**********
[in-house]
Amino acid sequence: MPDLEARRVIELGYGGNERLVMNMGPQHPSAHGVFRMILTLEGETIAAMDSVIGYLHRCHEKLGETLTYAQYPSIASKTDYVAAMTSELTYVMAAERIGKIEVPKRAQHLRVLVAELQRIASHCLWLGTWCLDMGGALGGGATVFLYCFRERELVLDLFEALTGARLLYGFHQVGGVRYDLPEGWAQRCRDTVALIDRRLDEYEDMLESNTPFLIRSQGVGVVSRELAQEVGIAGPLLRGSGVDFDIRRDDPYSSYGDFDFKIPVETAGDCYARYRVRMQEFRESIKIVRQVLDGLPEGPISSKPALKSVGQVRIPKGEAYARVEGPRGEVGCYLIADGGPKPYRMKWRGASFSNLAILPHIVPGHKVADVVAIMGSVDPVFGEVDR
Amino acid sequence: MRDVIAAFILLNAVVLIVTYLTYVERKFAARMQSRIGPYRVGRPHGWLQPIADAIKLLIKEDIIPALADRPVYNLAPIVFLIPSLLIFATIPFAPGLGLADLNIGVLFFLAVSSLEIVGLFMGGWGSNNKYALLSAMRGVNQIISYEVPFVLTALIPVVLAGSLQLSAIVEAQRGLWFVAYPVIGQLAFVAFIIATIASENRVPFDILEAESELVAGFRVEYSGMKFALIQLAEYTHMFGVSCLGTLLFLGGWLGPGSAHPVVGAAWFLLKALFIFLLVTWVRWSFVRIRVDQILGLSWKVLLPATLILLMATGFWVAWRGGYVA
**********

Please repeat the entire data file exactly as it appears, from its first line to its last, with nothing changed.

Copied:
[in-house]
Amino acid sequence: MPDLEARRVIELGYGGNERLVMNMGPQHPSAHGVFRMILTLEGETIAAMDSVIGYLHRCHEKLGETLTYAQYPSIASKTDYVAAMTSELTYVMAAERIGKIEVPKRAQHLRVLVAELQRIASHCLWLGTWCLDMGGALGGGATVFLYCFRERELVLDLFEALTGARLLYGFHQVGGVRYDLPEGWAQRCRDTVALIDRRLDEYEDMLESNTPFLIRSQGVGVVSRELAQEVGIAGPLLRGSGVDFDIRRDDPYSSYGDFDFKIPVETAGDCYARYRVRMQEFRESIKIVRQVLDGLPEGPISSKPALKSVGQVRIPKGEAYARVEGPRGEVGCYLIADGGPKPYRMKWRGASFSNLAILPHIVPGHKVADVVAIMGSVDPVFGEVDR
Amino acid sequence: MRDVIAAFILLNAVVLIVTYLTYVERKFAARMQSRIGPYRVGRPHGWLQPIADAIKLLIKEDIIPALADRPVYNLAPIVFLIPSLLIFATIPFAPGLGLADLNIGVLFFLAVSSLEIVGLFMGGWGSNNKYALLSAMRGVNQIISYEVPFVLTALIPVVLAGSLQLSAIVEAQRGLWFVAYPVIGQLAFVAFIIATIASENRVPFDILEAESELVAGFRVEYSGMKFALIQLAEYTHMFGVSCLGTLLFLGGWLGPGSAHPVVGAAWFLLKALFIFLLVTWVRWSFVRIRVDQILGLSWKVLLPATLILLMATGFWVAWRGGYVA